Thursday, August 25, 2016

When Things Are Not As They Seem


By Doyne Phillips, Managing Editor for Southern Writers Magazine 


Once a friend telling me of one of his adventures began with, “I was awakened by the sound of rain on my windshield”. You would immediately think he was in a car asleep and the rain woke him up. I could not help but wonder, where were you when you fell asleep in your car? Another question was whether or not the car was moving? Were you asleep at the wheel? All are legitimate questions which he had easily brought up with one phrase. In other words he had my attention.

He went on to tell me he looked up and discovered it wasn’t rain at all. If not rain what was it? Again he had me! What could possibly be confused with rain? He went on to say it was very high grass that was growing along the side of the road. He had fallen asleep while driving and was plowing through the grass. It was hitting the hood and windshield of his car and sounded like rain. I am now thinking there is more to this story. He had me.

My friend is not necessarily a great story teller but he had done a great job with the beginning of this on. He had me realizing early on things were not what they seemed. He did so by simply stating what seemed to be his reality. Asleep, awakened by the rain, the realization is was not rain then the realization of his plight. This could also be a great lesson on the statement, “Perception is Reality”. His reality was changing moment by moment.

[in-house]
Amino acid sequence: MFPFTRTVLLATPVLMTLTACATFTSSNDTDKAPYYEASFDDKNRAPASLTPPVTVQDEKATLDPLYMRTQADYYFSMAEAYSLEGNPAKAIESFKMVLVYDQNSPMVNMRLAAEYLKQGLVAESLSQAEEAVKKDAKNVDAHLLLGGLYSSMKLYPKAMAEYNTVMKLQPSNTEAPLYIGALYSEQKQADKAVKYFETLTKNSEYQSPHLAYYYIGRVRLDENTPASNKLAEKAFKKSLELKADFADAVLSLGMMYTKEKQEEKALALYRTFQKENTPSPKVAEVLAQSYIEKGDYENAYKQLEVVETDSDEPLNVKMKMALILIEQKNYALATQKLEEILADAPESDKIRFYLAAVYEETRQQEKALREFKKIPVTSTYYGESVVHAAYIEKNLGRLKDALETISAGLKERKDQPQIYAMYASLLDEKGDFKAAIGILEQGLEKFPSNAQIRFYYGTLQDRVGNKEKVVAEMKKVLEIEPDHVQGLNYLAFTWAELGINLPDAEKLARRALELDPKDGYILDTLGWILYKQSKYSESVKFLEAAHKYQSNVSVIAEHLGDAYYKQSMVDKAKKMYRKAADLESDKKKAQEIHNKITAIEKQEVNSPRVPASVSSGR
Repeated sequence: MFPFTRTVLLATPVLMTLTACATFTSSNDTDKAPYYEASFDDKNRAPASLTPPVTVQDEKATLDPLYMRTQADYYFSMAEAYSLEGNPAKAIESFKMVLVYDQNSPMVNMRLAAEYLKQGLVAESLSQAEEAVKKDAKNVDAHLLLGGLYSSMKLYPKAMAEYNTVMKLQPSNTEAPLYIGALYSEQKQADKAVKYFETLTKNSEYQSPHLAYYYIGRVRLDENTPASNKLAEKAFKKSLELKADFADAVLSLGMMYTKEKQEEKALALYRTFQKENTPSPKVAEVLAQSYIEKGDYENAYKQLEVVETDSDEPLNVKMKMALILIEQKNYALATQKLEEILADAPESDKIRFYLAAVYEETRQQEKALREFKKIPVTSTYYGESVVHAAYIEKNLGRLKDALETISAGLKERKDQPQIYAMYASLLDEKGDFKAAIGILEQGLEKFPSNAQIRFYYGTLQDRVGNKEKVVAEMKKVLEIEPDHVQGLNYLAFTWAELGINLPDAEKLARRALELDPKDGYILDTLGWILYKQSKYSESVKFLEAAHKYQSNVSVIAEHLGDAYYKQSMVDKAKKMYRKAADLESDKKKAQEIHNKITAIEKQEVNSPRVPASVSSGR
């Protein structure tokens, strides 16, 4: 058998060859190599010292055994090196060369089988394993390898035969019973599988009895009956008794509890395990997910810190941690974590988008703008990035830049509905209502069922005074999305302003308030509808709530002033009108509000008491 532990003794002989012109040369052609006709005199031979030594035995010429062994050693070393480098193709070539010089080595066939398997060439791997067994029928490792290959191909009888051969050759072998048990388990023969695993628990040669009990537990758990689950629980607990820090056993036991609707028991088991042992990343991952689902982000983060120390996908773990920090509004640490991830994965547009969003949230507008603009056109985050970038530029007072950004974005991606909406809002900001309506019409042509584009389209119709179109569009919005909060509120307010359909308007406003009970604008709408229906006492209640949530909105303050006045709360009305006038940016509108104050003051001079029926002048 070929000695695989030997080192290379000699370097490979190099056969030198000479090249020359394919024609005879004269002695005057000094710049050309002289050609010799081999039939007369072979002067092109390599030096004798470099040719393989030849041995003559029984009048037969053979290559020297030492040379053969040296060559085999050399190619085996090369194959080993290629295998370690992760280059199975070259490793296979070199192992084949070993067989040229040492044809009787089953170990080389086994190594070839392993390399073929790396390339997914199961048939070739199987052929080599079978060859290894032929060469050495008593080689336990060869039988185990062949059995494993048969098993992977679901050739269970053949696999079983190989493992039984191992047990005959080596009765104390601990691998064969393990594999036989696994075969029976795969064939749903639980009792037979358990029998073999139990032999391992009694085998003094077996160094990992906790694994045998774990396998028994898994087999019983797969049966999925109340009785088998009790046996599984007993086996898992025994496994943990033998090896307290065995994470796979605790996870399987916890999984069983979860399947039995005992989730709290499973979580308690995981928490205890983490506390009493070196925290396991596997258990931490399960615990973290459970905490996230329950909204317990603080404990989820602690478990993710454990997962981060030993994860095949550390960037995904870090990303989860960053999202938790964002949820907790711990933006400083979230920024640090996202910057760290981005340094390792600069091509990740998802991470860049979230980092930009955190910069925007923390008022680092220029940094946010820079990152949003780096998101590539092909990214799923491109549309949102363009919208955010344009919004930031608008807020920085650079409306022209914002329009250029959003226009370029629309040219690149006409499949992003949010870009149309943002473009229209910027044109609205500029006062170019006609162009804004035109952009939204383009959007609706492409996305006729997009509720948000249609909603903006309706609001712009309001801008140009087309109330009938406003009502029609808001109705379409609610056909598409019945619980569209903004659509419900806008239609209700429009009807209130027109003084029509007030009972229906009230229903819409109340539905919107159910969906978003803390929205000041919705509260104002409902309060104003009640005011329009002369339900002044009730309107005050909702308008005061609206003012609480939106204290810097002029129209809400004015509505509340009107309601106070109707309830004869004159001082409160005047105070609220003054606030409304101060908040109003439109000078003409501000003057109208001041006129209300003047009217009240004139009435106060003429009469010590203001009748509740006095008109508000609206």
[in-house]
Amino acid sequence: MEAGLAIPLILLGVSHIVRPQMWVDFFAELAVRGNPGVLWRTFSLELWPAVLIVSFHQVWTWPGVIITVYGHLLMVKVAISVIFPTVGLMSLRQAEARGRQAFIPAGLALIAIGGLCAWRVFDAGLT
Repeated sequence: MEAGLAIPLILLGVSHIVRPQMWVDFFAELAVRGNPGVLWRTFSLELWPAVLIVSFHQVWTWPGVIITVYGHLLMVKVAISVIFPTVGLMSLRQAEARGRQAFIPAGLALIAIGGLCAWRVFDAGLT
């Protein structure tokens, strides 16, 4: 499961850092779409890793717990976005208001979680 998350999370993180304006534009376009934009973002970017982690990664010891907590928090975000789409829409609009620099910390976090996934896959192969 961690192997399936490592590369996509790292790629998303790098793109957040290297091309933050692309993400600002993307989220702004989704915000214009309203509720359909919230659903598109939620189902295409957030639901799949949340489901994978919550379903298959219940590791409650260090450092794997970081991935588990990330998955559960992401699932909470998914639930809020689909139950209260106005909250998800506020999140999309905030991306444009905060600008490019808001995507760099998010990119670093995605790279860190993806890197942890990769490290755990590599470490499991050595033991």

As writers we can use the “things are not what they seem” concept in many ways. Mystery writers live by this. Mystery writers create the atmosphere of things are not what they seem. We begin to look for clues in the story to determine what reality is. The mystery writer stays ahead of us and leads us toward reality.

In a story like my friends a writer could follow his lead and use his perception of reality and the corrections made along the way. I favor this method because it goes along the lines of story- telling and I love a great story. Tell it from the perception of the characters. There is opportunity to get that perception from opposing characters with opposing realities. Then you can change their perception as many times as you want until we all come to the reality of your story.

Now back to my friend’s story. The reality of it is he had partaken in a few drinks with friends, fallen asleep at the wheel, ran off the road but was able to jerk the wheel and ended up back on the road in the opposite direction without any damage to himself or his car. Upon returning to the road and coming to a stop he realized a State Trooper had been following him and was now parked in front of him nose to nose. Now that is reality and it was as it seemed.






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